Through #TeeUpTheSkills, we set out to find answers to the question everyone in digital badging is trying to figure out: do badges have market value for employers? Can digital badges level the playing field for underserved and non-networked learners in the hiring process?
We started by learning all that we can about employers’ existing hiring practices. We know the badge can shine in the interview process, where employers can ask how the candidate developed a skill. The problem is those who can benefit most from the digital badge’s proposition are also typically the ones that often struggle to get to the interview stage in the first place. Employers want candidates with 21st century skills, but the traditional resume does not allow for all students to fully tell their story of what they know and are capable of doing, beyond technical skills. Digital badges offer students a way to demonstrate 21st century skills, such as initiative and resilience, that they have developed informally through their lived experiences as first generation students or single parent learners who have learned by necessity to master time management and persistence.
In San Antonio, TX, #TeeUpTheSkills partner Alamo Colleges Online (with support from SA Works) invited a host of area employers to a December convening led by the Lab to introduce our 21st Century Skills Badges. Employers from the following local companies participated: Valero Energy, H.E.B., Accenture Federal, CPS Energy and Caterpillar.
We journey mapped the hiring process—illuminating the possible places where the digital badges could be leveraged to benefit job-seeking students and employers.
As part of our “Future Proof” series, we’re covering the future of work landscape and the tools, pathways, and trends for designing educational programs that equip learners for an evolving workforce—past issues covered skills mapping and 21st century skills curriculum mapping as key tools. In this “Future Proof” spotlight, the Lab’s education designer Isaac Agbeshie-Noye provides a primer on upskilling, a human capital trend, and shares examples in practice and lessons learned to date from our upskilling initiative in San Antonio, Texas.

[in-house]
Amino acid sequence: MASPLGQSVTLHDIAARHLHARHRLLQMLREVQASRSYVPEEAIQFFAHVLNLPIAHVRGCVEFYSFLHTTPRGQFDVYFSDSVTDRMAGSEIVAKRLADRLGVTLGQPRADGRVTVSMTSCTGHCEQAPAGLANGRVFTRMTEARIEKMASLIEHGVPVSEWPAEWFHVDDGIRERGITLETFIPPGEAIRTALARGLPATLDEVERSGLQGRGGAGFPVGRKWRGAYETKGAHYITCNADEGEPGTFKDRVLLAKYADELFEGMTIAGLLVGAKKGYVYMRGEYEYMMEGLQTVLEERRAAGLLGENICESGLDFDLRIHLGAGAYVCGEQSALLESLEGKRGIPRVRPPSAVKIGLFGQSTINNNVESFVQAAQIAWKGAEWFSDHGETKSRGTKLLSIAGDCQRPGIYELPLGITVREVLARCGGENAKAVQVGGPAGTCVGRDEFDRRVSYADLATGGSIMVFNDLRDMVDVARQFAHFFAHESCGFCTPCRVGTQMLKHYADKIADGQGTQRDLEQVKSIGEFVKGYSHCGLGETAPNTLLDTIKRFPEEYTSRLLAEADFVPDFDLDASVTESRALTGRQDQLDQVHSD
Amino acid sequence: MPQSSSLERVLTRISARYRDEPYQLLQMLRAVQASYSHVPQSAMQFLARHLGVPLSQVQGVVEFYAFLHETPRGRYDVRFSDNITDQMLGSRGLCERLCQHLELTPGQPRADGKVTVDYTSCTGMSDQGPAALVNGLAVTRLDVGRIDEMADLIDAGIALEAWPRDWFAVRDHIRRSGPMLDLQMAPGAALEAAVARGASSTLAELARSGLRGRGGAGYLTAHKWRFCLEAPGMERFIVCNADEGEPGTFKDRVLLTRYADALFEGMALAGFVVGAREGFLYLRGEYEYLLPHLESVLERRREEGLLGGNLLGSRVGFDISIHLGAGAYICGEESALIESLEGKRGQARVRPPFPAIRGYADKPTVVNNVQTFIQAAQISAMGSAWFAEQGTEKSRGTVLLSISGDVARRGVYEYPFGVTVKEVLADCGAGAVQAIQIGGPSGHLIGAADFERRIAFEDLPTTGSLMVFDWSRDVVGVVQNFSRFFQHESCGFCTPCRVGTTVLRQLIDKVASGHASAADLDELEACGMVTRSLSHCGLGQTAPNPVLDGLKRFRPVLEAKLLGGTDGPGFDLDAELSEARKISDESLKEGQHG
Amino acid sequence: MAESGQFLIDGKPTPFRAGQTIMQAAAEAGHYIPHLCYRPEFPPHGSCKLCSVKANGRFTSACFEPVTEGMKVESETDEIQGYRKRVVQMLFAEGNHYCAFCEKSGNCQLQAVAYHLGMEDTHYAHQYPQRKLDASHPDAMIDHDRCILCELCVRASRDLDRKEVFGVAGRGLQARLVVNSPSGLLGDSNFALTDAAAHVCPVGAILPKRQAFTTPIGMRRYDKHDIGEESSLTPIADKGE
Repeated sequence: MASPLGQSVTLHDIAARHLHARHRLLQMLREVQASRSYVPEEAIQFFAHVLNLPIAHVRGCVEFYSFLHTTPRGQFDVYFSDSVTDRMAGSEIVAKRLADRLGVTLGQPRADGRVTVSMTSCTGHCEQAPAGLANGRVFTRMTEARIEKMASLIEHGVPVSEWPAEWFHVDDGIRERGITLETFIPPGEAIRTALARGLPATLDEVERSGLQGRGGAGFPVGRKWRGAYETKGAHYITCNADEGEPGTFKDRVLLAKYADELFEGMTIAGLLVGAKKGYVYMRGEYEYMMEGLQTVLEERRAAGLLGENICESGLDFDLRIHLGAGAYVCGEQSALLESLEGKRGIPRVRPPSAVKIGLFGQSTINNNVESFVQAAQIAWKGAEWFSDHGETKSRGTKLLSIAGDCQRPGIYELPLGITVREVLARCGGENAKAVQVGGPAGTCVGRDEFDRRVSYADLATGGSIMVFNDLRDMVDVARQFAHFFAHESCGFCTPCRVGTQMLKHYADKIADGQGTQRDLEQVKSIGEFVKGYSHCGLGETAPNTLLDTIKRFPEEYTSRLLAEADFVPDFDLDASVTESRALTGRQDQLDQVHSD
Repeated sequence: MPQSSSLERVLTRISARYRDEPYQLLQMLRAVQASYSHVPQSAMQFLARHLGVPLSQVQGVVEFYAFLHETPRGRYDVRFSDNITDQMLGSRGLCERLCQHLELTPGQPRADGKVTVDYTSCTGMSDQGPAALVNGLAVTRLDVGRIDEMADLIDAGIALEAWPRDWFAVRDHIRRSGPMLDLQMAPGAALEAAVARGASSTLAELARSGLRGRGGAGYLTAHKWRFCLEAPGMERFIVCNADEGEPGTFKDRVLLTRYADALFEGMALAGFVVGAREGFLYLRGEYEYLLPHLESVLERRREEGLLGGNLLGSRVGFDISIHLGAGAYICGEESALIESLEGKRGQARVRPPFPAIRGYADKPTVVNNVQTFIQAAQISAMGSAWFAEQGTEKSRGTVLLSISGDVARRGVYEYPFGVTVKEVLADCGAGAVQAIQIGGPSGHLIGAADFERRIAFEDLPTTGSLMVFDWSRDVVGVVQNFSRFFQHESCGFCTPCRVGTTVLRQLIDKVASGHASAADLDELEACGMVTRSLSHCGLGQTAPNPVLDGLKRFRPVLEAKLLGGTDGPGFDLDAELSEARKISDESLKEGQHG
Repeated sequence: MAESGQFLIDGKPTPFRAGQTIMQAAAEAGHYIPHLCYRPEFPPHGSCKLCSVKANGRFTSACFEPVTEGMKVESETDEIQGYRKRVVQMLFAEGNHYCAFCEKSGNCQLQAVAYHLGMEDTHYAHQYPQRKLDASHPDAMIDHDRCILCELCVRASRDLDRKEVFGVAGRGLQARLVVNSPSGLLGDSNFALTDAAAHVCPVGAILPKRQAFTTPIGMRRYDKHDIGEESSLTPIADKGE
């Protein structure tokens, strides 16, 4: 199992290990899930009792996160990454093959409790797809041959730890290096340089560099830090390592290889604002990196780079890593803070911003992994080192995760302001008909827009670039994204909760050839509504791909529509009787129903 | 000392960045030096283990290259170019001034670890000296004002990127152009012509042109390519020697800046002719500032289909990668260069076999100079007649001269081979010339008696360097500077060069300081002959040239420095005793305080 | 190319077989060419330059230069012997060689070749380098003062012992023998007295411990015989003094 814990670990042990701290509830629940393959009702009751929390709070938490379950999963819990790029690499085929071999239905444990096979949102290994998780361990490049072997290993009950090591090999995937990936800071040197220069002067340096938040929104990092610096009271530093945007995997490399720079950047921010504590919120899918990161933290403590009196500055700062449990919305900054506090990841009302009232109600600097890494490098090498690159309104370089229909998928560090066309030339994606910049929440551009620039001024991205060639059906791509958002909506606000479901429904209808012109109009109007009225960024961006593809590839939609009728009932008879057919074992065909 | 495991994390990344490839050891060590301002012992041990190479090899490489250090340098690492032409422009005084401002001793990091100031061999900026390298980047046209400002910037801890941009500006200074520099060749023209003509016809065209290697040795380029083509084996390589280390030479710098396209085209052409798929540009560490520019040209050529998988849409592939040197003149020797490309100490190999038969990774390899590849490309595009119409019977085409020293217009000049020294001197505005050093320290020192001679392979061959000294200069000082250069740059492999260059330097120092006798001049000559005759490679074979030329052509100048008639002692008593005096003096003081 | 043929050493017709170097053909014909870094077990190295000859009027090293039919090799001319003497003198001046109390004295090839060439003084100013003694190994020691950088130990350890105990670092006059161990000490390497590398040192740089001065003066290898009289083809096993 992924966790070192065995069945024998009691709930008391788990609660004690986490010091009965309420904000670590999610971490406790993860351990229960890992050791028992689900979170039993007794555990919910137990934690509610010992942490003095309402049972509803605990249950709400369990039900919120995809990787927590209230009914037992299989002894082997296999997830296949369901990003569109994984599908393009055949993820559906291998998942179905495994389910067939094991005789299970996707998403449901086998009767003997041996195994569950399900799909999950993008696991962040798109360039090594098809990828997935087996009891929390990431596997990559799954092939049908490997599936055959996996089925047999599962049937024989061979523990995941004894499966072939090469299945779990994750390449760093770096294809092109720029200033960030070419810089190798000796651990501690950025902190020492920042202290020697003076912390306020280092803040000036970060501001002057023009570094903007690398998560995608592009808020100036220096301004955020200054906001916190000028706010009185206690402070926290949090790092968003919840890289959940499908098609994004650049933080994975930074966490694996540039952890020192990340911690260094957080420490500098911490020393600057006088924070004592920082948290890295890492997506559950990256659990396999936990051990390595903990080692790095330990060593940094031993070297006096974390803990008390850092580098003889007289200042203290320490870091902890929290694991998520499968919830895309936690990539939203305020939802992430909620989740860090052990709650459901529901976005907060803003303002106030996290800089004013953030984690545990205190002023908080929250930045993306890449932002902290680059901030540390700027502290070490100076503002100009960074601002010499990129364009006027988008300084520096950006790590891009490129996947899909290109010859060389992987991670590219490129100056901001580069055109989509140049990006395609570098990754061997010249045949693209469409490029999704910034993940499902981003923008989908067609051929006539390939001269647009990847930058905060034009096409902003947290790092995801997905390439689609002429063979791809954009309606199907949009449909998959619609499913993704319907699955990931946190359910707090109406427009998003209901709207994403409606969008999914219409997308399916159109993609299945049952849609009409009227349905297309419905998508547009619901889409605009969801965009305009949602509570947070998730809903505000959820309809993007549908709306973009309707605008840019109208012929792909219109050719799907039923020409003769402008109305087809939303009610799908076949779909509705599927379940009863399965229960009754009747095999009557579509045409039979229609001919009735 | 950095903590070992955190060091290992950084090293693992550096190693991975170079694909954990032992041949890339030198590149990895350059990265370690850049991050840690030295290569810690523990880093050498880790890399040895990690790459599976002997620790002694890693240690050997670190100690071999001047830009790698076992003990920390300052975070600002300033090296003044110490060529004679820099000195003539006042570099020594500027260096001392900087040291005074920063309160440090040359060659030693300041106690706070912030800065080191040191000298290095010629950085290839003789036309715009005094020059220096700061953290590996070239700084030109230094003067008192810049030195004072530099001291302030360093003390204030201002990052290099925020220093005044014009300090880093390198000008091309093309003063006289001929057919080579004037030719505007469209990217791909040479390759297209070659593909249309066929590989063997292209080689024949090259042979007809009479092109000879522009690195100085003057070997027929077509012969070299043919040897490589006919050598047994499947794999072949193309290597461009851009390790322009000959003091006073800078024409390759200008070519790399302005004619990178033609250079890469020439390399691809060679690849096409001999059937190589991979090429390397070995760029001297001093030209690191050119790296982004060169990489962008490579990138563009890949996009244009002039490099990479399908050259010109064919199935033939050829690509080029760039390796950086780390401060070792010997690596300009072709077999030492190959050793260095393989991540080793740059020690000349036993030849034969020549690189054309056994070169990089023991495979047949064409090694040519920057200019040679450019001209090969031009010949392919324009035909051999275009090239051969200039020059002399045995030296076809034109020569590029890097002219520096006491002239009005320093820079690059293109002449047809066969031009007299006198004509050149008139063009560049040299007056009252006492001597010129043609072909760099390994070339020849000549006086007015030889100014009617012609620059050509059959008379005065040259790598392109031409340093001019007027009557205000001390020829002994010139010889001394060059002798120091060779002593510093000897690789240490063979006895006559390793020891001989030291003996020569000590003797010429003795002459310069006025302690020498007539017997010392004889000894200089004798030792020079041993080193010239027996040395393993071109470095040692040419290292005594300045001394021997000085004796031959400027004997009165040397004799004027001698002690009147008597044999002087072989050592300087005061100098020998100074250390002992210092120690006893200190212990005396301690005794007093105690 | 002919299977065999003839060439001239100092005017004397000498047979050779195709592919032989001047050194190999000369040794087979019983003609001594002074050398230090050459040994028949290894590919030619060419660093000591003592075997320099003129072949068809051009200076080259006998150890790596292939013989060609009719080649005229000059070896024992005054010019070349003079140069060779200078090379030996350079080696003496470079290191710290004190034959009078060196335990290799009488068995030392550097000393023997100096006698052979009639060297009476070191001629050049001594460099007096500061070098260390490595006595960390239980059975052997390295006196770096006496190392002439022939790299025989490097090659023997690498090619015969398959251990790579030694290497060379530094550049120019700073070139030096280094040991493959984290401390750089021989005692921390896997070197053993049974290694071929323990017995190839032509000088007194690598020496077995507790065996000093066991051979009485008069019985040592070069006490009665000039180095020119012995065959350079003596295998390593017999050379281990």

COVID-19 has thrown communities across the whole world into chaos and uncertainty. As colleges and universities nationwide grapple with this unfolding reality, we want to highlight resources that may help respond to the heightened needs of a population especially vulnerable at this time—single mother learners. 89% of single mother college students in the US have low incomes ( COVID-19 will disproportionately impact low-income communities), many work in low-paying service industry jobs that may soon disappear in the current economic downturn, and school and childcare closures may add to their time poverty and force them to make even tougher decisions.
In support of our Single Moms Success Design Challenge partners, we’ve compiled a short list of immediate relief resources that may help institutional leaders better support single parent learners and other high-need students during this especially difficult period.
A year ago, the Lab had just released The Learner Revolution, a whitepaper sharing learnings from five years of work with 125+ institutions on how higher ed leaders must position their institutions to improve learner outcomes, support learners’ economic mobility, and ultimately thrive in a rapidly changing landscape of learning options. Fast forward, and today COVID-19 has accelerated the forces necessitating these changes, most acutely impacting those students—like low-income learners, parent learners, first gen students, and others from historically underserved and underrepresented groups—who were already in need of a redesign of higher ed to enable their success.
This spring, educators quickly pivoted to deliver online learning, and now with semesters wrapping up, they are turning their attention to the summer and fall terms. As schools face potential plunges in enrollment and major decisions about operations, budgets, and student experience, they confront a crucial question: how can they keep learners engaged? Drawing on insights from the Lab’s work, as well as our team’s experience building learner engagement in online environments, we created an actionable framework to help schools retain and support learners through this crisis.